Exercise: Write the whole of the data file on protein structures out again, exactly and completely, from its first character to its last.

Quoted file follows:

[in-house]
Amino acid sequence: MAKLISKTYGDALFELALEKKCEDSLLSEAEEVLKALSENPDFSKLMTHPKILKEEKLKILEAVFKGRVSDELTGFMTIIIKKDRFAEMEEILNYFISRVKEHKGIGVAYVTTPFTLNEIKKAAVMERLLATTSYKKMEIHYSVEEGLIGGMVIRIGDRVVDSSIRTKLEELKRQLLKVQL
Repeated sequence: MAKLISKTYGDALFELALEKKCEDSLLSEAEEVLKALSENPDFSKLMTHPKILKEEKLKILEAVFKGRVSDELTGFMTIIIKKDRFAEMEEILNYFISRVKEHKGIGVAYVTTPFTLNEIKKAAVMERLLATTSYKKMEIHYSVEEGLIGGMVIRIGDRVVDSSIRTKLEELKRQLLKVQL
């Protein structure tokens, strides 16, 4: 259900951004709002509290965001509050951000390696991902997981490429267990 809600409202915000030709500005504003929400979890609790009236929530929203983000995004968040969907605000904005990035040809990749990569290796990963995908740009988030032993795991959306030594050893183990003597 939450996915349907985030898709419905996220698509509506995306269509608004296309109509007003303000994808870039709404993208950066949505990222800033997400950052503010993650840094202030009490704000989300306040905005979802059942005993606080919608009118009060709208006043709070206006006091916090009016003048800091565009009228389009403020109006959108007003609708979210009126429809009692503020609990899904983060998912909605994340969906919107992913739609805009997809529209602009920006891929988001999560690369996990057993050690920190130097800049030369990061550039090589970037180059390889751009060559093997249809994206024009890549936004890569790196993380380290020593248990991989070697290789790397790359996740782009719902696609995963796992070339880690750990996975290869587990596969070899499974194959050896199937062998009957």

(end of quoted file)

[in-house]
Amino acid sequence: MAKLISKTYGDALFELALEKKCEDSLLSEAEEVLKALSENPDFSKLMTHPKILKEEKLKILEAVFKGRVSDELTGFMTIIIKKDRFAEMEEILNYFISRVKEHKGIGVAYVTTPFTLNEIKKAAVMERLLATTSYKKMEIHYSVEEGLIGGMVIRIGDRVVDSSIRTKLEELKRQLLKVQL
Repeated sequence: MAKLISKTYGDALFELALEKKCEDSLLSEAEEVLKALSENPDFSKLMTHPKILKEEKLKILEAVFKGRVSDELTGFMTIIIKKDRFAEMEEILNYFISRVKEHKGIGVAYVTTPFTLNEIKKAAVMERLLATTSYKKMEIHYSVEEGLIGGMVIRIGDRVVDSSIRTKLEELKRQLLKVQL
């Protein structure tokens, strides 16, 4: 259900951004709002509290965001509050951000390696991902997981490429267990 809600409202915000030709500005504003929400979890609790009236929530929203983000995004968040969907605000904005990035040809990749990569290796990963995908740009988030032993795991959306030594050893183990003597 939450996915349907985030898709419905996220698509509506995306269509608004296309109509007003303000994808870039709404993208950066949505990222800033997400950052503010993650840094202030009490704000989300306040905005979802059942005993606080919608009118009060709208006043709070206006006091916090009016003048800091565009009228389009403020109006959108007003609708979210009126429809009692503020609990899904983060998912909605994340969906919107992913739609805009997809529209602009920006891929988001999560690369996990057993050690920190130097800049030369990061550039090589970037180059390889751009060559093997249809994206024009890549936004890569790196993380380290020593248990991989070697290789790397790359996740782009719902696609995963796992070339880690750990996975290869587990596969070899499974194959050896199937062998009957």